The age of information is upon us, and much has been made of the great improvements to communication, collaboration, and business process efficiency as we transform from an industrial- to a knowledge-based economy. However, despite all the rapid technological changes of the past 20 years, we are still at the very beginnings of the knowledge work era. At the dawn of the industrial age, in the late 1700s and early 1800s, society underwent a similar set of changes. The agrarian life was upended, as the industrial life took hold, and people flocked from the countryside to the booming cities looking for work in newly created factories. These people were faced with whole new ways of working, new expectations, new dangers, and the new tensions as working class and management sorted out the methods for engagement and production that would eventually take hold and slowly evolve over the next 200+ years. In many ways, we are at a similar inflection point in our societal and economic transformation. What this means, at the most basic level, is that we're still figuring out how to work together in an environment that is newly defined, and spans both the virtual and physical worlds. And while there have been many discussions about how best to relate to each other virtually, and manage the tactical aspects of technology — from e-mail to instant messaging to video conferencing to cloud software — there is less discussion about how we structure our agreements, how we collaborate in a larger, strategic sense.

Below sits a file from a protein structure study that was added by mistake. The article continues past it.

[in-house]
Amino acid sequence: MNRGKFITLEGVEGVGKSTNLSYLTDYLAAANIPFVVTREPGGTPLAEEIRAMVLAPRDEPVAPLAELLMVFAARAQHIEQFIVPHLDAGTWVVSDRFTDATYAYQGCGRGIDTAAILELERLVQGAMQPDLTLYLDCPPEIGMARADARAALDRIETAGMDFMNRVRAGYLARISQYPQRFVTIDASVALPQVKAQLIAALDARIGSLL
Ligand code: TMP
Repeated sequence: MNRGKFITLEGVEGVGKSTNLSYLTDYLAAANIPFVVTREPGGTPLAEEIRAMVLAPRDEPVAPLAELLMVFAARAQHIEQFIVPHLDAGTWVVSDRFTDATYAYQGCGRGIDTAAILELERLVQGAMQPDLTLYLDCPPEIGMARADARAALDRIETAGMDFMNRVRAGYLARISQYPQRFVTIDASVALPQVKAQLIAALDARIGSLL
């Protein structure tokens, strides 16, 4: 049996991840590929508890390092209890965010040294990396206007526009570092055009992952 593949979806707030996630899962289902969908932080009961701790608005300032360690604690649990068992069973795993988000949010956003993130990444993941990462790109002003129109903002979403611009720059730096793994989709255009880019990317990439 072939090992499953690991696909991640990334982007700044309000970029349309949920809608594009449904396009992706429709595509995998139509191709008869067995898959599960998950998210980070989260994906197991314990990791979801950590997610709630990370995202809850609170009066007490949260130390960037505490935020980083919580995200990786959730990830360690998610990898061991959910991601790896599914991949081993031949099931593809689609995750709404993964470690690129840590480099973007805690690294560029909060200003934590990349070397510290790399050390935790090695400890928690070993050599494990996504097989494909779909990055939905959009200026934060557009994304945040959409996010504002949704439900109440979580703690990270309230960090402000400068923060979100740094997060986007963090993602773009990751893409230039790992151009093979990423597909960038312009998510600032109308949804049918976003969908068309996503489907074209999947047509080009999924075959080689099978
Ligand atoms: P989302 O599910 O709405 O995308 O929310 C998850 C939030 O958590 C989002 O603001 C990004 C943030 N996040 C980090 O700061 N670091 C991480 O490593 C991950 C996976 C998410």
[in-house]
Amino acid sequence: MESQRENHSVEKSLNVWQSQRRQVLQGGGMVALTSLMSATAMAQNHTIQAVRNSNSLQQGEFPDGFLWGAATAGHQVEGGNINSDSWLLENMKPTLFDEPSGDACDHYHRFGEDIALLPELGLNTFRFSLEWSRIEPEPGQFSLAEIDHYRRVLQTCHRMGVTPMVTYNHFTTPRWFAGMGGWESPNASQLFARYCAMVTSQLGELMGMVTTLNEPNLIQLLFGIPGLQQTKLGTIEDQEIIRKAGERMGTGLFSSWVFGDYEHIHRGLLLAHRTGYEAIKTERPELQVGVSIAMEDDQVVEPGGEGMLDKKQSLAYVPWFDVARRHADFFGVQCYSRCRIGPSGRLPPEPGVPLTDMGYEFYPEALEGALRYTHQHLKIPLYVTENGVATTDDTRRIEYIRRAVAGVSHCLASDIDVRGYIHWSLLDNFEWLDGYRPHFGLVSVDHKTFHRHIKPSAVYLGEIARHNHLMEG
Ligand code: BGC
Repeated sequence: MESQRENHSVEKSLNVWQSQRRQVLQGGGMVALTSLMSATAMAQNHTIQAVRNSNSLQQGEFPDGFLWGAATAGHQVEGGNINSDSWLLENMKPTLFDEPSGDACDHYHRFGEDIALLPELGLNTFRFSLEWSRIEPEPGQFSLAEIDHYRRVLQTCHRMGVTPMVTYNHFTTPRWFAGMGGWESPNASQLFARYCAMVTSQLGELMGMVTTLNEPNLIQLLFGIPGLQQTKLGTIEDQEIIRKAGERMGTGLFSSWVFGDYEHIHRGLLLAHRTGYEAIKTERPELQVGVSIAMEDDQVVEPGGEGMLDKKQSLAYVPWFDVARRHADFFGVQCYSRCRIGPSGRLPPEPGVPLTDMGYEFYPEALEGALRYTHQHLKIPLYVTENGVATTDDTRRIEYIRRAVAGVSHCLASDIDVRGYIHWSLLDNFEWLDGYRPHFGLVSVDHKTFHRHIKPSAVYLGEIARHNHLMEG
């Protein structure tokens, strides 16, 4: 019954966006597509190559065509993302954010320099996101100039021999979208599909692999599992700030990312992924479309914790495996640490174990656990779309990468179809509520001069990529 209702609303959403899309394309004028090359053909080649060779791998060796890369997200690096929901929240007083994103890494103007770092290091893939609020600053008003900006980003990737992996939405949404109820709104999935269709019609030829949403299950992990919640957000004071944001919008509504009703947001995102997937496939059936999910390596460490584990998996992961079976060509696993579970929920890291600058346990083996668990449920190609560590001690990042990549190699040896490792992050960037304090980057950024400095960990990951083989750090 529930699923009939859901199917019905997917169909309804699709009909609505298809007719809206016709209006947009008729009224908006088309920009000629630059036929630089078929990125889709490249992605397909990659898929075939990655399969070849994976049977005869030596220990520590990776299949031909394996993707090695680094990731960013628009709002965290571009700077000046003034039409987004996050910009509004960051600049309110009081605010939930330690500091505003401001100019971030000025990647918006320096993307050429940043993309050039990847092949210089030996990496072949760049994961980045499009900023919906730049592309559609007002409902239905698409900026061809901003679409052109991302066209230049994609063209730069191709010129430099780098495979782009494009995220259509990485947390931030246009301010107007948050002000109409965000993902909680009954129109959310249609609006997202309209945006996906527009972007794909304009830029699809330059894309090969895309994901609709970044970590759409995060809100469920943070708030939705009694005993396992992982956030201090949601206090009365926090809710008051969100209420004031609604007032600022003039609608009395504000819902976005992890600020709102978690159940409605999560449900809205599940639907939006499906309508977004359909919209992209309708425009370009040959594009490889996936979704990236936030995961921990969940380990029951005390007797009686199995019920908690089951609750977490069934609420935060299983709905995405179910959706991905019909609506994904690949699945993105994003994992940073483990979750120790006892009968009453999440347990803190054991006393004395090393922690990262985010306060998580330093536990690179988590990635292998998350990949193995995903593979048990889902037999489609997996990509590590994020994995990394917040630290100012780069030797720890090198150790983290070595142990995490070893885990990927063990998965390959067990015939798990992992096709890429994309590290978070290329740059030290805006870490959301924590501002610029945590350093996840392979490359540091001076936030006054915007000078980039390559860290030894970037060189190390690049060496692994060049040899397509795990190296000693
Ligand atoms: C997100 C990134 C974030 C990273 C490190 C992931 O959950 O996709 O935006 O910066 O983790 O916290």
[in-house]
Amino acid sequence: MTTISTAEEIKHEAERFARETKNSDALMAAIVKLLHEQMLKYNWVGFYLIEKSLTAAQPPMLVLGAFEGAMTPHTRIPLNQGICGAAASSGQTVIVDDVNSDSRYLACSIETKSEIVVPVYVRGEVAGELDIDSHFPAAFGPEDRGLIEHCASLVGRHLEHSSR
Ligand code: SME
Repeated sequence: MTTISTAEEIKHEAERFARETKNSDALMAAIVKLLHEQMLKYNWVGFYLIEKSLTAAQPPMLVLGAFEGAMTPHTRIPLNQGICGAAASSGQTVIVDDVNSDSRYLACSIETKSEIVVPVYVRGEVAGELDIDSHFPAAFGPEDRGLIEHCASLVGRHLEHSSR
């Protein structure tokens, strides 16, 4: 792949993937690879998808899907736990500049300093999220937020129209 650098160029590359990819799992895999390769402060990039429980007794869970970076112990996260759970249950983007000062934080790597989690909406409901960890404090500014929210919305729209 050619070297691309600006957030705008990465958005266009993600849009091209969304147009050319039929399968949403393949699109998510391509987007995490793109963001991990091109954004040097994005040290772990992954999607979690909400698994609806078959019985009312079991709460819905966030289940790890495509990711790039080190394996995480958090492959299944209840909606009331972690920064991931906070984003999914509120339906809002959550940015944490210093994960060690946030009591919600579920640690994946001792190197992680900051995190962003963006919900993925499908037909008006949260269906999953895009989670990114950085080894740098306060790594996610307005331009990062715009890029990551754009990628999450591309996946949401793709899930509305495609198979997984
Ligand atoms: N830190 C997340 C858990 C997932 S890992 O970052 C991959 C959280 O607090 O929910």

For designers and engineers and other innovators, perhaps the first step on this path to the new virtual knowledge work, was exemplified by the birth of freelance nation, which was well-documented by author Daniel Pink in his groundbreaking 2002 book "Free Agent Nation: The Future of Working for Yourself". Knowledge work can be done anywhere and, freed from the confines of geography and the purview of one employer, we may work with anyone we please. And so, the permanent employee model has has been relegated to one possible working arrangement out of many. Now, there are new ways to engage, and knowledge workers are experimenting with, and discovering these — from the "The Hollywood Model" of pure project-based collaboration to other, more long-term methods of partnering. We are no longer beholden to the industrial age forms of working, so why should we be constrained by the business structures that have evolved to make that type of work happen? We shouldn't. But it will, no doubt, take time to get there.